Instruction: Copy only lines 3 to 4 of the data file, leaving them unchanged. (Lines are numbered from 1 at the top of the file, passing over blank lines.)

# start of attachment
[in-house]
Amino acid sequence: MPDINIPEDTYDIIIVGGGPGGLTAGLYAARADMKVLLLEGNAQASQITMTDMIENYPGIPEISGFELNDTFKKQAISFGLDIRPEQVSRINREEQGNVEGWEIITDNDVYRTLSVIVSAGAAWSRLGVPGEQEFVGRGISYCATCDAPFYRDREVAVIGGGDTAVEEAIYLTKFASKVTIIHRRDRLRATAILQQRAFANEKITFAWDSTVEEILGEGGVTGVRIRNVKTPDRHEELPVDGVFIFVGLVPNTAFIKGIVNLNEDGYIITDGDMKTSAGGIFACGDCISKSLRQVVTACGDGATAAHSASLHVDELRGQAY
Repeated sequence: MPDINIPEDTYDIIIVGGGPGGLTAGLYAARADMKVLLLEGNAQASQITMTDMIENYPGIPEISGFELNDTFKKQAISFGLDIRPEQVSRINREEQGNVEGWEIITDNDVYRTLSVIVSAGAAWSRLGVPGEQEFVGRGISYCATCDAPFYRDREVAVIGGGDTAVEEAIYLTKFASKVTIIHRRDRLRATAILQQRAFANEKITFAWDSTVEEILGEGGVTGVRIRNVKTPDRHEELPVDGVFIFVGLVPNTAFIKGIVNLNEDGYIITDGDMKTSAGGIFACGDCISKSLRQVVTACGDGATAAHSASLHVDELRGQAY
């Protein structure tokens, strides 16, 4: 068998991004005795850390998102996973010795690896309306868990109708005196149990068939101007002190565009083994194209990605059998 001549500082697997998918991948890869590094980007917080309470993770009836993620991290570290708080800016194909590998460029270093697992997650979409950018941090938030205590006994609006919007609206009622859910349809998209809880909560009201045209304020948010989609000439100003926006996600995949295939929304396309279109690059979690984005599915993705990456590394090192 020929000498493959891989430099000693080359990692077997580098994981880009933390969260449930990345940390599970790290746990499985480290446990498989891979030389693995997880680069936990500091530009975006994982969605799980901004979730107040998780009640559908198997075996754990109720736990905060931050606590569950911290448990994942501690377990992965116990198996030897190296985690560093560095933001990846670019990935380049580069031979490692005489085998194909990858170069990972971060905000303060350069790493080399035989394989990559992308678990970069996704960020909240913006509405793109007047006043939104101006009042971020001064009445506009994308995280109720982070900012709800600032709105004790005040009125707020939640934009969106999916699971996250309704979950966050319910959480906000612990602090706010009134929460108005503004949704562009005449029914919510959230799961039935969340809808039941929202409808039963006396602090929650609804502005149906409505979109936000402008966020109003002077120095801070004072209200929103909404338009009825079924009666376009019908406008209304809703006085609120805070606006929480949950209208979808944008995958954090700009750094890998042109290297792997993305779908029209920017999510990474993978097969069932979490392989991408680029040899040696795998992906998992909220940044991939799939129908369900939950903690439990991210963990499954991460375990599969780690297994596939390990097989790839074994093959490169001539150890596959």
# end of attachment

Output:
Repeated sequence: MPDINIPEDTYDIIIVGGGPGGLTAGLYAARADMKVLLLEGNAQASQITMTDMIENYPGIPEISGFELNDTFKKQAISFGLDIRPEQVSRINREEQGNVEGWEIITDNDVYRTLSVIVSAGAAWSRLGVPGEQEFVGRGISYCATCDAPFYRDREVAVIGGGDTAVEEAIYLTKFASKVTIIHRRDRLRATAILQQRAFANEKITFAWDSTVEEILGEGGVTGVRIRNVKTPDRHEELPVDGVFIFVGLVPNTAFIKGIVNLNEDGYIITDGDMKTSAGGIFACGDCISKSLRQVVTACGDGATAAHSASLHVDELRGQAY
């Protein structure tokens, strides 16, 4: 068998991004005795850390998102996973010795690896309306868990109708005196149990068939101007002190565009083994194209990605059998 001549500082697997998918991948890869590094980007917080309470993770009836993620991290570290708080800016194909590998460029270093697992997650979409950018941090938030205590006994609006919007609206009622859910349809998209809880909560009201045209304020948010989609000439100003926006996600995949295939929304396309279109690059979690984005599915993705990456590394090192 020929000498493959891989430099000693080359990692077997580098994981880009933390969260449930990345940390599970790290746990499985480290446990498989891979030389693995997880680069936990500091530009975006994982969605799980901004979730107040998780009640559908198997075996754990109720736990905060931050606590569950911290448990994942501690377990992965116990198996030897190296985690560093560095933001990846670019990935380049580069031979490692005489085998194909990858170069990972971060905000303060350069790493080399035989394989990559992308678990970069996704960020909240913006509405793109007047006043939104101006009042971020001064009445506009994308995280109720982070900012709800600032709105004790005040009125707020939640934009969106999916699971996250309704979950966050319910959480906000612990602090706010009134929460108005503004949704562009005449029914919510959230799961039935969340809808039941929202409808039963006396602090929650609804502005149906409505979109936000402008966020109003002077120095801070004072209200929103909404338009009825079924009666376009019908406008209304809703006085609120805070606006929480949950209208979808944008995958954090700009750094890998042109290297792997993305779908029209920017999510990474993978097969069932979490392989991408680029040899040696795998992906998992909220940044991939799939129908369900939950903690439990991210963990499954991460375990599969780690297994596939390990097989790839074994093959490169001539150890596959």